Us kiwis, we love our slang. Already, a perfect example. We don’t even call ourselves ‘New Zealanders.’ Which has actually lead to a few funny looks here in the EU. There was some serious confusion as to why we would name ourselves after a bird/fruit instead of just refer to our country. I don’t even know if Denmark has a national animal – it was really hard to explain to Europeans who share borders with other countries! Animals don’t respect borders like humans. In fact, as I write I am imagining animal border control in my head. It consists of a polar bear at a little customs desk telling a squirrel he has too many acorns to come to Scandinavia. Giggle.
Most people I have met so far are fluent English speakers of various backgrounds. The Danes speak brilliant English, and most of the exchanges students are European, but our classes are taught in English, so fluency is required. There aren’t, however, many native English speakers. And I am the only kiwi here.
I was asked by a few of the students to slow down because they couldn’t understand me, so I tried to pace myself and speak more clearly. However, after a while I realised that a lot of phrases I used were drawing blank stares. Much of the time, people weren’t correcting me, but assuming that their English wasn’t good enough and it was just a phrase they didn’t recognise. The gravity of the situation really sank in when the Americans couldn’t understand me.
One such example happened yesterday:
Harriet: Up to much tonight?
French student: What?
Harriet: Are you doing much tonight?
French student: I don’t know what you mean!
Harriet: Do you have any plans tonight?
French student: Ooooh yes we’re going out!
It doesn’t seem so much of an issue with American English, or UK English, because the rest of the world watches American/British TV and movies and therefore understands their pop-culture references. Outside of the pacific, no-one watches NZ TV, so the net result is kiwis sounding like muppets idiots in foreign social situations.
Sharing witticisms and phrases you think are funny is an international cultural trend. It brings a sense of collegiality, like you are part of the group. Understanding what your friends mean is a way to share a common bond. While a lot of my language is specific to my family, friends or others in New Zealand, I am quite sure the idea is universal. At least in the English language, anyway. Back in NZ, however, it seems part of some of my friends’ entire social comedy routine to come up with the most ridiculous and outlandish phrases possible and bring them in to common usage.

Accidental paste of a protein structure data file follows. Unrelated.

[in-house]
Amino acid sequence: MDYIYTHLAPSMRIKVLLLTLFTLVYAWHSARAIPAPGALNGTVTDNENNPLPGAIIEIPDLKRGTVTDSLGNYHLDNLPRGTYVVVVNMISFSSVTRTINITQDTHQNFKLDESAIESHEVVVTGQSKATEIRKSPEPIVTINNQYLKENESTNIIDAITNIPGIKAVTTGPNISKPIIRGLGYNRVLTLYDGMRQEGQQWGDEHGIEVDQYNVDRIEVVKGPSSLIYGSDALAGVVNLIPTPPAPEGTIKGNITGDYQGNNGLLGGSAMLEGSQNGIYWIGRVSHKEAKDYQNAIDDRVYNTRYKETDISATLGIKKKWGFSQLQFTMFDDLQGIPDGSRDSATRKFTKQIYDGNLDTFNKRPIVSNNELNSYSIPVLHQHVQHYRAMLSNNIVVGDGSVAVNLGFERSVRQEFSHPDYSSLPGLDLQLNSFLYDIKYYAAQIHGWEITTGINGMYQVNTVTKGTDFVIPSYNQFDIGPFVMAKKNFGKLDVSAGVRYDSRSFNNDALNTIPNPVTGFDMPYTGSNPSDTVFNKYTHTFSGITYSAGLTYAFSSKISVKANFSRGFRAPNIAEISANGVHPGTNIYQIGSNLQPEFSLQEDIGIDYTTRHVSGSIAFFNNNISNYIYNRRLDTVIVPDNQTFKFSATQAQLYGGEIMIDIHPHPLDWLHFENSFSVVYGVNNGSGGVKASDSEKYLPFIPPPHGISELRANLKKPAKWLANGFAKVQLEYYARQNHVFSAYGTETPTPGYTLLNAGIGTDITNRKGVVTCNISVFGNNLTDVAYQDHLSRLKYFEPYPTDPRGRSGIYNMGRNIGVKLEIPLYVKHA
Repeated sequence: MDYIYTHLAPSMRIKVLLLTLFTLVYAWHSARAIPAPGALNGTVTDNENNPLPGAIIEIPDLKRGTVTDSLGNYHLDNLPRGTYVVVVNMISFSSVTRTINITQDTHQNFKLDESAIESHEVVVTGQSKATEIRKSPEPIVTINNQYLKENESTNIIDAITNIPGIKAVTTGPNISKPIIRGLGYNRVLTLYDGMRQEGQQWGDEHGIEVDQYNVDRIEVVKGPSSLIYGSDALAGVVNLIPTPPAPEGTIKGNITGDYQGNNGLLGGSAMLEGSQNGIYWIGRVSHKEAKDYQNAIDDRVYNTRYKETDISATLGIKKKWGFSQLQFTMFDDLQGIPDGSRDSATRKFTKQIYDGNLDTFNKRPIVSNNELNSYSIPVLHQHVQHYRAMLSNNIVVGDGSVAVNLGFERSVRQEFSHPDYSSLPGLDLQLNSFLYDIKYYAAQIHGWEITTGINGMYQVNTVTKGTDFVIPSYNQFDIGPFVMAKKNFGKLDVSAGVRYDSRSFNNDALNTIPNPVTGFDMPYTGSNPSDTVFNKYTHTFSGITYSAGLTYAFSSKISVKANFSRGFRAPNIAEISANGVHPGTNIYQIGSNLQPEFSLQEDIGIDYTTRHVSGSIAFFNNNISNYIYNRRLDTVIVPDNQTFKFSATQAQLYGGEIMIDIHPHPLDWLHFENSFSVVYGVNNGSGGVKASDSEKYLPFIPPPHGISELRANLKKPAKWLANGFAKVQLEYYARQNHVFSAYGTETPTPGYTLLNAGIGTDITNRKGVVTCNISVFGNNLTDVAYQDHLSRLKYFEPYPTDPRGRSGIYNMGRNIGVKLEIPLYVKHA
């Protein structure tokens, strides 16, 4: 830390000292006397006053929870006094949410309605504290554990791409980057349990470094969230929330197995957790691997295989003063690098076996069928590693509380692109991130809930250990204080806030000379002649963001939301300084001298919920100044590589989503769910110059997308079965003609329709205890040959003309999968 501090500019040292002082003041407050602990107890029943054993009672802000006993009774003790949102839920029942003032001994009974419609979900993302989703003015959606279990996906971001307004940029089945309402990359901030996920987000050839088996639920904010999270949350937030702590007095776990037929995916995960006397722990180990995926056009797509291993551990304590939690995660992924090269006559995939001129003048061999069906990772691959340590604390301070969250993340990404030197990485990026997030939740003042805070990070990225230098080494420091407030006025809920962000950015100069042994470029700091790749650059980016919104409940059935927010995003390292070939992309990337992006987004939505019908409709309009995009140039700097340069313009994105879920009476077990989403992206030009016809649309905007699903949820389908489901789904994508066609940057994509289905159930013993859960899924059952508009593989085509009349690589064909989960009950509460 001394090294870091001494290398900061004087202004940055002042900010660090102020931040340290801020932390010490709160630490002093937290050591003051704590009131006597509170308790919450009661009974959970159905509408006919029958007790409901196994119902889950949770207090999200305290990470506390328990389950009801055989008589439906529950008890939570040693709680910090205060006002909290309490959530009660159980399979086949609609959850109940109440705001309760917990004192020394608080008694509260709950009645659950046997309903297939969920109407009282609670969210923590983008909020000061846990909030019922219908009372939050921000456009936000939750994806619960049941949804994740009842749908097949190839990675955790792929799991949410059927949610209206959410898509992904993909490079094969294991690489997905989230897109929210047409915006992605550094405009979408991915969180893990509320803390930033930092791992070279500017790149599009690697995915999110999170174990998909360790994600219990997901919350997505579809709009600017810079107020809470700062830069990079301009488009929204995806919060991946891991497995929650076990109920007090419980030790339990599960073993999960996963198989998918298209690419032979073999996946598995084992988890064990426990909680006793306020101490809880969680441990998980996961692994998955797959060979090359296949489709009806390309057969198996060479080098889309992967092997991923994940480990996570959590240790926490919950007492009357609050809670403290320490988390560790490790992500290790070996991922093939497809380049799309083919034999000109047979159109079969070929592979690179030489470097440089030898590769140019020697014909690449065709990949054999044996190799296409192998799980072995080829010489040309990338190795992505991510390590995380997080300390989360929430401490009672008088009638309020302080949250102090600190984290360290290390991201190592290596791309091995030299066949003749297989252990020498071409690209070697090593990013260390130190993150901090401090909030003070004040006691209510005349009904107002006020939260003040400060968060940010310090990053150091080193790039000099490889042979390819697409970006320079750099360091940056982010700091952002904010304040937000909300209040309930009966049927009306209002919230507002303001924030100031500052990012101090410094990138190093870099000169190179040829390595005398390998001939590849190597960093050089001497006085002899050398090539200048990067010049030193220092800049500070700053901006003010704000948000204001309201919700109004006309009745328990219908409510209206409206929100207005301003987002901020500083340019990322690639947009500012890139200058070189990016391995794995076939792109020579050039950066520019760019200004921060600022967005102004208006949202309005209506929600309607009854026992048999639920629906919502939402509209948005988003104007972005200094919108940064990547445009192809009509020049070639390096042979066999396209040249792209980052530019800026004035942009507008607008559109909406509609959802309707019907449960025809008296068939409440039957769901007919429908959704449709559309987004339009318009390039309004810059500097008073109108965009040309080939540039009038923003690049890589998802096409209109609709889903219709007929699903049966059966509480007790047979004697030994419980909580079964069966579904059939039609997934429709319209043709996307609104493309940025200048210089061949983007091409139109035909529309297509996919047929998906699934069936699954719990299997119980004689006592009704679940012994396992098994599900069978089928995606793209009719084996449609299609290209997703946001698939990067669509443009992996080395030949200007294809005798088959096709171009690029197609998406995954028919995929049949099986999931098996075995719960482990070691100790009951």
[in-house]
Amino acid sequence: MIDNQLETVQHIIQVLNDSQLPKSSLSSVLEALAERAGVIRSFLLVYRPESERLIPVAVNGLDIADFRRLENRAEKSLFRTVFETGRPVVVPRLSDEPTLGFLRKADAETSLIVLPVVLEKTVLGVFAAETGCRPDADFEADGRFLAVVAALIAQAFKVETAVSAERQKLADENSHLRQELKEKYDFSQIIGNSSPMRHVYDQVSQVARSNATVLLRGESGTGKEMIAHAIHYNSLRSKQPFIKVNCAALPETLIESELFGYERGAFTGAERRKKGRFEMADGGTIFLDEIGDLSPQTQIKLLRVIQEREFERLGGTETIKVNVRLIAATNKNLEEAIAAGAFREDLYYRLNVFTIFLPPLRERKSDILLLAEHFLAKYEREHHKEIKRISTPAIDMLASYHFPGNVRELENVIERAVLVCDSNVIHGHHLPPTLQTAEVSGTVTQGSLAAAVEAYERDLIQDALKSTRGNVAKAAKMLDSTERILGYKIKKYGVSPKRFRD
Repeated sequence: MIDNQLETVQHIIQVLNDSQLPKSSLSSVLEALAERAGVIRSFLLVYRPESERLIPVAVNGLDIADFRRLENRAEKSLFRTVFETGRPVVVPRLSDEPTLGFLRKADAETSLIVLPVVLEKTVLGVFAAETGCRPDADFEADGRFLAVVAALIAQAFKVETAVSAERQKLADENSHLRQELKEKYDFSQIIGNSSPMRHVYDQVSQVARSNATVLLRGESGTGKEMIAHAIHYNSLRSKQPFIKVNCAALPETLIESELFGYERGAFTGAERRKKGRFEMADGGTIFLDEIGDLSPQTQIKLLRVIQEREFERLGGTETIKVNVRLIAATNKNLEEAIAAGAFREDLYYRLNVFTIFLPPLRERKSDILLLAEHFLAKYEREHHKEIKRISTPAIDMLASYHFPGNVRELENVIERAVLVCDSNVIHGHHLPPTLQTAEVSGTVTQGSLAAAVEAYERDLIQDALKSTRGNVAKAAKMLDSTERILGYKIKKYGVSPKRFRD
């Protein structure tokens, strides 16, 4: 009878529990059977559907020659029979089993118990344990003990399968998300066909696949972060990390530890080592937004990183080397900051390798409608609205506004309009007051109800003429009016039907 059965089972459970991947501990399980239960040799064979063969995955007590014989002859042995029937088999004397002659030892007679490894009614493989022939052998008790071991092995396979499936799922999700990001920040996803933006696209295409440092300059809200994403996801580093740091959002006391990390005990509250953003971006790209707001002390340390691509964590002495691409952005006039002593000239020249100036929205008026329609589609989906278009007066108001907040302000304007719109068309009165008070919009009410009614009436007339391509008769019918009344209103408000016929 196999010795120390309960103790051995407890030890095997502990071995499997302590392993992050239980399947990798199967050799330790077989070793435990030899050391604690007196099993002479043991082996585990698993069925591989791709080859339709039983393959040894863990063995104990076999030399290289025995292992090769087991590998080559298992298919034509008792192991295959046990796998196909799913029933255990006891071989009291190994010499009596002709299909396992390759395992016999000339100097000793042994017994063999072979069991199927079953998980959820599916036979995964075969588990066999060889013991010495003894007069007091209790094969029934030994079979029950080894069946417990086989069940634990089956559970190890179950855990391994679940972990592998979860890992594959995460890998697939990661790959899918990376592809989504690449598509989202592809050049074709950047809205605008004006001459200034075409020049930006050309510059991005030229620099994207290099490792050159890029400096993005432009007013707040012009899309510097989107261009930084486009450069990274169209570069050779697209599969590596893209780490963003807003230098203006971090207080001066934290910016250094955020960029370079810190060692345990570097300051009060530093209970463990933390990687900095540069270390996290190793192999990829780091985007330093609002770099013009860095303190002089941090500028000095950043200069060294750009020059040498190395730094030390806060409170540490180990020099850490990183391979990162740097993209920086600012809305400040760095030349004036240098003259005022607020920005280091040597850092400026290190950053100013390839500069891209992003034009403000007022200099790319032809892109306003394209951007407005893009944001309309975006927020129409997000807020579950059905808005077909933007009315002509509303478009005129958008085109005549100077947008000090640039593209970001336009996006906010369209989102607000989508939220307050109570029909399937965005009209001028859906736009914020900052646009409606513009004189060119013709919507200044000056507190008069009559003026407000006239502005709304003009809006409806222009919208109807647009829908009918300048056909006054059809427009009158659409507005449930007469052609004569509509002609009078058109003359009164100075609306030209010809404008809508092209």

Within my immediate family, we have a number of Geoghegan specific phrases that have evolved over time. Many of them actually derive from when my parents lived in the UK in their twenties. I think at the time they thought Cockney Rhyming Slang was just the bees knees the best thing since sliced bread hilarious – a perfect example of language as a social/cultural trend.
My favourite Geoghegan slang is “he’s got tickets,” used to describe someone who thinks of themselves rather highly/has a big ego. It originated from a conversation where my mother, when describing one such person, said he would “buy tickets to his own show.” I don’t even know if she was the first person to say it, but it has really caught on in the Geoghegan household!
Another classic moment was in my Integrated Marketing Communication class today. We were tasked with analysing ways to market alcopops to males. The first example that popped in to my head was Woodstock Bourbon and Coke – quite successful at targeting males I’d say I think, so I played my classmates the ad. I immediately realised I had to explain why ‘Crack a woody’ was funny. Which lead to a million and one colloquial euphemisms running through my head until I finally remembered the actual word I was looking for: erection.
I then thought I would tone it down a little and show them the L&P ‘Nothing Much ad,’ which really hits the nail on the head describes the situation well.
So now, whenever I am spinning a yarn, rallying the troops, having a mare, when something rips my knickers or grinds my gears, I have to really remind myself to describe my feelings and actions with proper English so those around me can actually understand. Either that or ASB Exchange Students Spring 2012 are going to learn some pretty messed up English.
Calling ourselves ‘Kiwis’ leads to quite a nice metaphor for why we love our slang – someone described it to me as sounding like we were a sports team, rather than a nationality.